The army sees itself pushed aside again and is not happy about it. For example, retired Major General Mick Ryan describes the government’s planned reduction in the number of infantry fighting vehicles from 450 to 129 as “a kick in the guts for the military”.

While the strategic defense review means the Army will be asked to move in a very different direction from the one it had hoped to take, it shouldn’t believe it’s being relegated to Australia’s strategic goalkeeper once again.

The review calls for the accelerated procurement of medium and heavy landing craft and the US-made High Mobility Artillery Rocket (HIMARS) system currently used with great success by the Ukrainian military against Russian forces. This would give Australia an unprecedented ability to attack long range missiles from land.

The intent is clearly to send the military forward to deny adversaries far from Australia’s own coastline the sea, air and land. Rather, my research team and I have the geostrategic importance of Manus Island for such a role.

This reflects think similar in the US Marine Corps, under the Force Design 2030 restructuring plan, deploying land forces in maritime environments armed with long-range precision strikes to limit an opponent’s maneuverability.

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A HIMARS missile is launched during a joint military exercise between the Philippines and the US in March.
Aaron Favila/AP

Doubling the US alliance

The defense strategic review also doubles down on Australia’s alliance with the US.

The 1986 Dibb Report argued that the US was a global power with global interests and therefore Australia would be wise to emphasize “self-reliance” for all potential low and medium level conflicts.

The assumption in the current strategic review is that China is the biggest geopolitical challenge for both Washington and Canberra, and this convergence of strategic interests and focus will result in a closer alliance between the two.

This section of the document reflects the tradition of “status quo defense policy” within Australian strategic thinking – if US power alone cannot maintain a favorable balance of power in the region, then Australia, Japan, India and other like-minded nations would put their weight on the scales.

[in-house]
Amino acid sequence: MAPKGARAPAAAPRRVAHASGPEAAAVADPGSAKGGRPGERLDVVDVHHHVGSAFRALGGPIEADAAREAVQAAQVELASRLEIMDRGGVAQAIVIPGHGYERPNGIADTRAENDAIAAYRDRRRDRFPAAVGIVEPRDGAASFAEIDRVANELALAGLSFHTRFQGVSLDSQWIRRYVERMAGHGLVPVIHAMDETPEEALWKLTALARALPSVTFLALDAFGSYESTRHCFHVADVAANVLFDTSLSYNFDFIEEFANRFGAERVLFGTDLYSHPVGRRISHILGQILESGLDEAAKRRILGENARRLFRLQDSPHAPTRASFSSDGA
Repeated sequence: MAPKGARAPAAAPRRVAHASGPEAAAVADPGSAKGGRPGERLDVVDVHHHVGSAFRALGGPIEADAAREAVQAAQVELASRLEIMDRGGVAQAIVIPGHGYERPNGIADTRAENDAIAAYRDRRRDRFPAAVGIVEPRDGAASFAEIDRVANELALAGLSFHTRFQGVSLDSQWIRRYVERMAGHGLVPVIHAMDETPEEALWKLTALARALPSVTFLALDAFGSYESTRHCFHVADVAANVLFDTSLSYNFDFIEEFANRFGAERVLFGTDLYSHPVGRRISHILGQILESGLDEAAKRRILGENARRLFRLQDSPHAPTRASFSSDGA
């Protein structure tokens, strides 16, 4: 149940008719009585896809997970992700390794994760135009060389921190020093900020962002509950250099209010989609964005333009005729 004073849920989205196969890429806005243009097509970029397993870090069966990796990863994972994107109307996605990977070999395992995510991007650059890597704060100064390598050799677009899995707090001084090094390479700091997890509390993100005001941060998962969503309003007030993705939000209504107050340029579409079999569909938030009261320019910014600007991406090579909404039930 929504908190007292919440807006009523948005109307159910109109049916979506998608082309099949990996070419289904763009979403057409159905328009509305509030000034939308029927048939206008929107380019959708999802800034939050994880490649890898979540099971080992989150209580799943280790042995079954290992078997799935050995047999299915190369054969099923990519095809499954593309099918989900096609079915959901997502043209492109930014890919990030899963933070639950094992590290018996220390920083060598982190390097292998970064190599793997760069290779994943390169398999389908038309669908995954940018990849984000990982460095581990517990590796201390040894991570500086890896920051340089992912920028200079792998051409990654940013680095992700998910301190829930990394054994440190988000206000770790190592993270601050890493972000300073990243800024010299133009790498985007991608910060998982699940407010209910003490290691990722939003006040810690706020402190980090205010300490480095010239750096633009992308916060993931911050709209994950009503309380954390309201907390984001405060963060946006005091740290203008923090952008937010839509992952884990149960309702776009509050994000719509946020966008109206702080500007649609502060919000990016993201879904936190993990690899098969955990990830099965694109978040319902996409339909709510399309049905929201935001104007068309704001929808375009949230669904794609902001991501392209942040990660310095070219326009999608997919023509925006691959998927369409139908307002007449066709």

A new threat: climate change

Finally, one of the most notable features of the review is the amount of time devoted to the impacts of climate change on the Australian Defense Force.

Although climate change has been mentioned in previous defense whitepapers, these references are generally only made in passing. The review goes much deeper and even advocates forgoing fossil fuels in defense purchases, which could have both positive operational and environmental effects.

This follows the latest train of thought on the importance of recognizing non-traditional threats to our security, such as climate change.

Read more: Climate change poses ‘immediate threat’ to Australia’s national security. It must be a political priority

Why the review is happening now

Overall, the Defense Strategic Review had very ambitious objectives and was prepared within a very tight timeframe.

A comparison with the Dibb report makes it possible to identify some strengths and weaknesses in the current review. Ironically, these strengths and weaknesses can be seen as different sides of the same coin.

The main strength of the review is in combining the main traditions of Australian strategic thinking into one document. The main weakness is that some of these traditions pull in different directions. The kind of capabilities Canberra would likely need to defend the Australian continent would not be best suited to contribute to US-led multinational coalitions in the Indo-Pacific.

1986 was a simpler time. The Defense Strategic Review makes that clear a new multipolar Asia will require a more nuanced and sophisticated defensive posture.